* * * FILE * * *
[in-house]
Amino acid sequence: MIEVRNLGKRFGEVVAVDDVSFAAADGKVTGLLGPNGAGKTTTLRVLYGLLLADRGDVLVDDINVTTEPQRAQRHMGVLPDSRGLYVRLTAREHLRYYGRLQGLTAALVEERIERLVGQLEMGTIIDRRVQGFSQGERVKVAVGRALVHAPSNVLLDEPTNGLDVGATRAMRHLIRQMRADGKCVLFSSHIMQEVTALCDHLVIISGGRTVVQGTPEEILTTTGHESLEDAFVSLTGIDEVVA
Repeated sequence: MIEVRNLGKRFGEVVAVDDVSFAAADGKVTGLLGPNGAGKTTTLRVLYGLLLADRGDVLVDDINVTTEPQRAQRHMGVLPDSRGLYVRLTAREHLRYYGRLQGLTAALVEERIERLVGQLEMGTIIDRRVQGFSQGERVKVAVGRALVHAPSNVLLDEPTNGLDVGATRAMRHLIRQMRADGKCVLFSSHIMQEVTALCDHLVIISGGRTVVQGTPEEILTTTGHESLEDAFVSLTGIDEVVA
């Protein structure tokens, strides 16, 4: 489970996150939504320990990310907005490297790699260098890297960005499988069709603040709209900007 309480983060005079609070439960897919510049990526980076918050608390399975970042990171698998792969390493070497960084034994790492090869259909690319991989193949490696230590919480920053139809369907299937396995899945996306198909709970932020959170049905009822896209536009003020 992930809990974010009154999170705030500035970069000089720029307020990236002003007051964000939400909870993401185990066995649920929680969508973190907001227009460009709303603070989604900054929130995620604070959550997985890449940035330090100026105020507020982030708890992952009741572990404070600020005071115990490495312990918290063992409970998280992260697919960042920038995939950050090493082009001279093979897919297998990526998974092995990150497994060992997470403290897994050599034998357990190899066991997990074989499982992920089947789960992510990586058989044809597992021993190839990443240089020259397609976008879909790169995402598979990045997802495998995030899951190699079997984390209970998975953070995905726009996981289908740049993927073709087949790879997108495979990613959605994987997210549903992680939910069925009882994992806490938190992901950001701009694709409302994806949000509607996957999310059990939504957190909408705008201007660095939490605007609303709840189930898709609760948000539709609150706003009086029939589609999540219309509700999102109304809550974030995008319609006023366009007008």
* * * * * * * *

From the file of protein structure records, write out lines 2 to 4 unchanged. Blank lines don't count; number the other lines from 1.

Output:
Amino acid sequence: MIEVRNLGKRFGEVVAVDDVSFAAADGKVTGLLGPNGAGKTTTLRVLYGLLLADRGDVLVDDINVTTEPQRAQRHMGVLPDSRGLYVRLTAREHLRYYGRLQGLTAALVEERIERLVGQLEMGTIIDRRVQGFSQGERVKVAVGRALVHAPSNVLLDEPTNGLDVGATRAMRHLIRQMRADGKCVLFSSHIMQEVTALCDHLVIISGGRTVVQGTPEEILTTTGHESLEDAFVSLTGIDEVVA
Repeated sequence: MIEVRNLGKRFGEVVAVDDVSFAAADGKVTGLLGPNGAGKTTTLRVLYGLLLADRGDVLVDDINVTTEPQRAQRHMGVLPDSRGLYVRLTAREHLRYYGRLQGLTAALVEERIERLVGQLEMGTIIDRRVQGFSQGERVKVAVGRALVHAPSNVLLDEPTNGLDVGATRAMRHLIRQMRADGKCVLFSSHIMQEVTALCDHLVIISGGRTVVQGTPEEILTTTGHESLEDAFVSLTGIDEVVA
């Protein structure tokens, strides 16, 4: 489970996150939504320990990310907005490297790699260098890297960005499988069709603040709209900007 309480983060005079609070439960897919510049990526980076918050608390399975970042990171698998792969390493070497960084034994790492090869259909690319991989193949490696230590919480920053139809369907299937396995899945996306198909709970932020959170049905009822896209536009003020 992930809990974010009154999170705030500035970069000089720029307020990236002003007051964000939400909870993401185990066995649920929680969508973190907001227009460009709303603070989604900054929130995620604070959550997985890449940035330090100026105020507020982030708890992952009741572990404070600020005071115990490495312990918290063992409970998280992260697919960042920038995939950050090493082009001279093979897919297998990526998974092995990150497994060992997470403290897994050599034998357990190899066991997990074989499982992920089947789960992510990586058989044809597992021993190839990443240089020259397609976008879909790169995402598979990045997802495998995030899951190699079997984390209970998975953070995905726009996981289908740049993927073709087949790879997108495979990613959605994987997210549903992680939910069925009882994992806490938190992901950001701009694709409302994806949000509607996957999310059990939504957190909408705008201007660095939490605007609303709840189930898709609760948000539709609150706003009086029939589609999540219309509700999102109304809550974030995008319609006023366009007008």